Higher energy costs forecast, KCC says

Higher energy costs are expected in the future, based on current national forecasts, according to the Kansas Corporation Commission.

This will likely increase the cost to cool homes and businesses this summer and heat them this winter, according to the news release from the KCC.

The KCC advised homeowners to weatherize their homes and undertake energy efficiency investments as they are able.

Like many other energy and commodity prices, monthly wholesale natural gas prices have recently increased to levels not seen in the United States since September 2008, the KCC stated.

Wholesale electricity prices have increased as well. On April 18, the New York Mercantile Exchange (NYMEX) futures price for natural gas climbed to nearly $8/MMBtu (Metric Million British thermal units) for May and June, with prices over $8/MMBtu for the rest of this year and upcoming winter. For context, natural gas prices regularly traded in the $2-$3/MMBtu range for much of the last decade.

The Energy Information Administration (EIA) recently released its Short-Term Energy Outlook indicating energy price forecasts for the rest of the year are subject to heightened levels of uncertainty from factors such as the continuing war between Russia and Ukraine, decisions of OPEC+, and the rate at which U.S. Oil and Natural Gas producers increase drilling in response to higher prices.

The KCC has launched an online resource to provide additional information, help consumers minimize the impact, and find financial and weatherization assistance. The information is available at https://kcc.ks.gov/consumer-alert-spring-2022

Tax deadline day today

Today, April 18, is the deadline to file income tax returns with the Internal Revenue Service.

According to an IRS news release, those who request an extension by April 18 will have until Monday, Oct. 17, to file a return.

There are some categories of taxpayers who do not have to request an extension, including disaster victims, taxpayers serving in combat zones and those living abroad. They will automatically have a longer time to file, according to the IRS news release.

When taxpayers pay all or part of their taxes electronically by April 18, they will automatically get an extension of time to file, according to the IRS. Although taxpayers may file up to six months later when they have an extension, taxes are still owed by the original due date, the IRS stated.

Kansas was not mentioned in the list of victims automatically eligible for an extension. The victims of December tornadoes and flooding were in Arkansas, Illinois, Kentucky and Tennessee. These victims have until May 16 to file their 2021 returns and pay any tax due. Victims of Colorado wildfires and straight-line winds that began Dec. 30, as well as victims of severe storms, flooding and landslides that began on Feb. 4 in Puerto Rico, will have until June 15 to file and pay.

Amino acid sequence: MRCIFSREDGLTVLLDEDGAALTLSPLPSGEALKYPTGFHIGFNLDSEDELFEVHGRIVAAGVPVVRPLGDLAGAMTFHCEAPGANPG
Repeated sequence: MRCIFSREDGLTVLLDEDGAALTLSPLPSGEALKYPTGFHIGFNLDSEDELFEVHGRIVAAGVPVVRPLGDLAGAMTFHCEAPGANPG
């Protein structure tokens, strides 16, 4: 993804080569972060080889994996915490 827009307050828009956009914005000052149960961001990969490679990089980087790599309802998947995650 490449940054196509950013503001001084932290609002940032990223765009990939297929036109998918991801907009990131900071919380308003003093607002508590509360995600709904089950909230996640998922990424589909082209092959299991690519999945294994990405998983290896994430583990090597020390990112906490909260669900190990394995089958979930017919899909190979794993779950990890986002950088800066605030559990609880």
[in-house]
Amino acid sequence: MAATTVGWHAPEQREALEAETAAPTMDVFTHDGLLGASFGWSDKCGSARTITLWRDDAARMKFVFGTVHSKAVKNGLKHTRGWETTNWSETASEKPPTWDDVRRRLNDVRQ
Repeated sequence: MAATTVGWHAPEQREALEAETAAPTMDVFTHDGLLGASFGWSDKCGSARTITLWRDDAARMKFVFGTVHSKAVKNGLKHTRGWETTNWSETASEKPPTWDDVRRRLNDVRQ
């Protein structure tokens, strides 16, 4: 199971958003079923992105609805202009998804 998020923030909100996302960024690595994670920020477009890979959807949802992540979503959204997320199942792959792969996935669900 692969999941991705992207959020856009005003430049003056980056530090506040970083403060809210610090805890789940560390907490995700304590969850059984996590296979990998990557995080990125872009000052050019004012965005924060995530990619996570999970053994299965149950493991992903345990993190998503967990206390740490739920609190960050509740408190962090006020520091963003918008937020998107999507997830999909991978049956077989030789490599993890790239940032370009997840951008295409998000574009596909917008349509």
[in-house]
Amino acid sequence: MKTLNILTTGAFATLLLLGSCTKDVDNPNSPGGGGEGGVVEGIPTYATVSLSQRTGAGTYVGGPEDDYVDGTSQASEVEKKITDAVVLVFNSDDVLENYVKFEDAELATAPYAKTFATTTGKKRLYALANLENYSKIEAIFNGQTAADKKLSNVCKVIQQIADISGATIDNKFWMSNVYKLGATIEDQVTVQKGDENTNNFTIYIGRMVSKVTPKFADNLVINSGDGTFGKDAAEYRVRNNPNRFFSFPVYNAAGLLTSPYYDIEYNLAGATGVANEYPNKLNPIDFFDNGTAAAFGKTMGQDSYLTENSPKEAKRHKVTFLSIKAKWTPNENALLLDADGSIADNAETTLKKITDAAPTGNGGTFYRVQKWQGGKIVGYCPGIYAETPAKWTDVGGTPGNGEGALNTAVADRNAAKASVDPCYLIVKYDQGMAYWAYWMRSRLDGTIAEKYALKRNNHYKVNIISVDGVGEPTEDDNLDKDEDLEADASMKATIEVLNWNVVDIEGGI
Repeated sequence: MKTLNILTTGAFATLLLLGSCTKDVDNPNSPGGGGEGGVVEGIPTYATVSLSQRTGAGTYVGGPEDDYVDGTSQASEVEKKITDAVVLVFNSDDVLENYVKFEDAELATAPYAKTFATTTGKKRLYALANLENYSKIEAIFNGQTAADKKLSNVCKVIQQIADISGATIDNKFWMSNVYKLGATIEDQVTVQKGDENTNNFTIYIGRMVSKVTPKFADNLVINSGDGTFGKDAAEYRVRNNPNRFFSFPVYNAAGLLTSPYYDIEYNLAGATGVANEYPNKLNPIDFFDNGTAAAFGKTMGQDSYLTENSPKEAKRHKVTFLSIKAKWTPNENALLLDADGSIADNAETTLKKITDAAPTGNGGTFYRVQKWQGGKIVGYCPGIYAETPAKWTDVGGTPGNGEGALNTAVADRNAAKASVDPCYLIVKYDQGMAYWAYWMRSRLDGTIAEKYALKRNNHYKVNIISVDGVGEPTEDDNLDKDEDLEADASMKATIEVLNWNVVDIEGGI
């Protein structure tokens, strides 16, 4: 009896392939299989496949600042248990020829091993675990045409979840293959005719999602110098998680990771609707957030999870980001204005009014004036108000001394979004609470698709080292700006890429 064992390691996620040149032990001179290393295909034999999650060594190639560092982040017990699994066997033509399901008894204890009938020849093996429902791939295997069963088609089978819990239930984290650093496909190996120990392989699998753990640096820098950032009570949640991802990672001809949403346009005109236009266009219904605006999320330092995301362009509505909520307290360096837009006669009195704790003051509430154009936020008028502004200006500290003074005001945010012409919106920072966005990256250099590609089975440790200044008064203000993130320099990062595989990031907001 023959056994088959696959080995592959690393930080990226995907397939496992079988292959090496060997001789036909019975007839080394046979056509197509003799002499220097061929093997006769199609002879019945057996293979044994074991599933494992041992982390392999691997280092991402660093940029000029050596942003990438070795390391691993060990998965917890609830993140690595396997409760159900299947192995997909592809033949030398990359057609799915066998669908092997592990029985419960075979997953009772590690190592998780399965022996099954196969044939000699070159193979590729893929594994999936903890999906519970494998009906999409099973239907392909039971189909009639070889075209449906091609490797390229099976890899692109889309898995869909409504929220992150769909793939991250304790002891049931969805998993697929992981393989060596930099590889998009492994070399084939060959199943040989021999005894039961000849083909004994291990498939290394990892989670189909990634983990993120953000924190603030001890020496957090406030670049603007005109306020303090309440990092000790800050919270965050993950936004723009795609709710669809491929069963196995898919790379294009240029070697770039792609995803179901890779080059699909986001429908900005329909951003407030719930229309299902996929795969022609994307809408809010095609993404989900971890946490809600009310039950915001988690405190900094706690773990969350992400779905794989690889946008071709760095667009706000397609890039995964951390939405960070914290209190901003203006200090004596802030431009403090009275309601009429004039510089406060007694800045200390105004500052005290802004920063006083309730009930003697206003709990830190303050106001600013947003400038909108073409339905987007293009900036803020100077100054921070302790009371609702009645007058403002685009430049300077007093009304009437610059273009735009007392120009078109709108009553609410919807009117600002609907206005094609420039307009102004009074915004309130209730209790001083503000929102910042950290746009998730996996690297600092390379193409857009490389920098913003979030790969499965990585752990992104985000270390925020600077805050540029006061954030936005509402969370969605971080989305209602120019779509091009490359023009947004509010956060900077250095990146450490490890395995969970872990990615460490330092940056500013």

Military service members and eligible support personnel serving in a combat zone have at least 180 days after they leave the combat zone to file their tax returns and pay any tax due, according to the IRS. This includes those serving in Iraq, Afghanistan and other combat zones.

U.S. citizens and resident alients who live and work outside the United States and Puerto Rico have until June 15 to file their 2021 tax returns and pay any tax due, according to the IRS news release. The June 15 deadline also applies to members of the military on duty outside the U.S. and Puerto Rico who do not qualify for the longer combat zone extension.

The tax deadline of April 18 was extended from April 15 because of the Emancipation Day holiday in the District of Columbia.

For more information, see https://www.irs.gov/newsroom/extensions-of-time-to-file-tax-returns-some-taxpayers-instantly-qualify.

Rep. Davids backs attempt to lower gas prices

U.S. Rep. Sharice Davids, D-3rd Dist., continued her efforts Wednesday to get relief to Kansas residents by suspending the federal gas tax.

CEOs of oil and gas companies testified before Congress Wednesday, answering allegations of price gouging.

Rep. Davids has urged President Biden and Congress to move forward on long-term energy and inflation solutions, including fixing the supply chains, making more products in America, and investing in a clean energy economy.

Davids has been focused on lowering costs for Kansans, including gas prices:

• She urged her colleagues to investigate potential price gouging by oil and gas companies, who have made record profits despite rising gas prices.
• She introduced legislation to suspend the federal gas tax through the end of the year, saving Kansans 18 cents per gallon at a time when gas prices are reaching new highs.
• After voting for bipartisan sanctions against Russian oil, she called on President Biden to take immediate action to protect American consumers from uncertainty and rising prices during these extraordinary circumstances, including by temporarily suspending the federal gas tax.
• Following Rep. Davids’ calls to take action on rising gas prices last fall, President Biden released 50 million barrels of oil from the Strategic Petroleum Reserve. He has now authorized the largest release in history, providing a bridge to increased supply.
• Rep. Davids remains committed to long-term energy and inflation solutions, urging the president to protect Kansans from being used for leverage by dictators in the future by investing in renewable and alternative fuels—a position shared by former Navy Secretary Ray Mabus.
• She met with the president and New Democrat Coalition leaders last week to continue pushing for bipartisan legislation to fix the supply chains and make more goods in America, not China.

  • Information from Rep. Davids’ office